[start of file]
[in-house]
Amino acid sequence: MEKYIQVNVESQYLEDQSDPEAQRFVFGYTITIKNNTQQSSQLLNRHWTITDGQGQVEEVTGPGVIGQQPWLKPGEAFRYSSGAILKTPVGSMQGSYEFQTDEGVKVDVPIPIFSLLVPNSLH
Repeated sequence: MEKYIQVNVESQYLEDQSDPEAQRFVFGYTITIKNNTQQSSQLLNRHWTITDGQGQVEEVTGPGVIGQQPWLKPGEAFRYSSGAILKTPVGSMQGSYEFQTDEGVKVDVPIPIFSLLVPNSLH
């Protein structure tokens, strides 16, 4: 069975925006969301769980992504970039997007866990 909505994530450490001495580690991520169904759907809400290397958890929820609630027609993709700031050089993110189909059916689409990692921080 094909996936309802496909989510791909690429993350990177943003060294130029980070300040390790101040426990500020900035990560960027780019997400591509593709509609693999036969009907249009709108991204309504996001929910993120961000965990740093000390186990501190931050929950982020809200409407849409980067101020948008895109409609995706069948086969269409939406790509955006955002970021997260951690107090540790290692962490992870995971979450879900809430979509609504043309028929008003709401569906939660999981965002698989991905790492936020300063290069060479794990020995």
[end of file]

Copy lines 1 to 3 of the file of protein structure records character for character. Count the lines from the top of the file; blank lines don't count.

[in-house]
Amino acid sequence: MEKYIQVNVESQYLEDQSDPEAQRFVFGYTITIKNNTQQSSQLLNRHWTITDGQGQVEEVTGPGVIGQQPWLKPGEAFRYSSGAILKTPVGSMQGSYEFQTDEGVKVDVPIPIFSLLVPNSLH
Repeated sequence: MEKYIQVNVESQYLEDQSDPEAQRFVFGYTITIKNNTQQSSQLLNRHWTITDGQGQVEEVTGPGVIGQQPWLKPGEAFRYSSGAILKTPVGSMQGSYEFQTDEGVKVDVPIPIFSLLVPNSLH